Energy and oil ministers of the Organization of the Petroleum Exporting Countries (OPEC) will astonish experts a second time if they extend the deal for production cuts when they meet in Vienna.
At the 171st meeting, in November 2016, they agreed to cut production in 2017 by some 4.5 per cent - the first cut in eight years.
The first obstacle to the deal was the political and religious enmity of OPEC members Saudi Arabia and Iran. A second was winning the cooperation of non-OPEC members, primarily Russia.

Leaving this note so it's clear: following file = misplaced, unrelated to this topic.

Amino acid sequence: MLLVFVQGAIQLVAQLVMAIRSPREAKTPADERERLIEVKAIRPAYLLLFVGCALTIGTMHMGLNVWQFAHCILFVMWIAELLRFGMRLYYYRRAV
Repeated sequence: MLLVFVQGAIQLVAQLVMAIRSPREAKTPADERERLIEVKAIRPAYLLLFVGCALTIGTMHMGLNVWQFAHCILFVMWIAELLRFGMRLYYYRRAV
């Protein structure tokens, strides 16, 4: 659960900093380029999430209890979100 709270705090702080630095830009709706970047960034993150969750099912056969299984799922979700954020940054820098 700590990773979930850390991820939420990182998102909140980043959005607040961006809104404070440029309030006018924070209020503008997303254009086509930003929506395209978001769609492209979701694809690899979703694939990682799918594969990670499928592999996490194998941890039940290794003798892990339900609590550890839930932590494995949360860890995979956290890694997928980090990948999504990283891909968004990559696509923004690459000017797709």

Prices soared on the news, but the gains might not hold because of oversupply. Producers, taking advantage of the higher prices, are expected to pump as much oil as they can before the six-month deal comes into effect in January.
The New York Times, which reported on the meeting, points out that adherence is not a given. Three big and reliable gulf producers -- Saudi Arabia, Kuwait and the United Arab Emirates -- account for more than 60 per cent of the cuts. But the rest come from other producers who may not adhere as closely to their limits.
Date written/update: 2016-12-02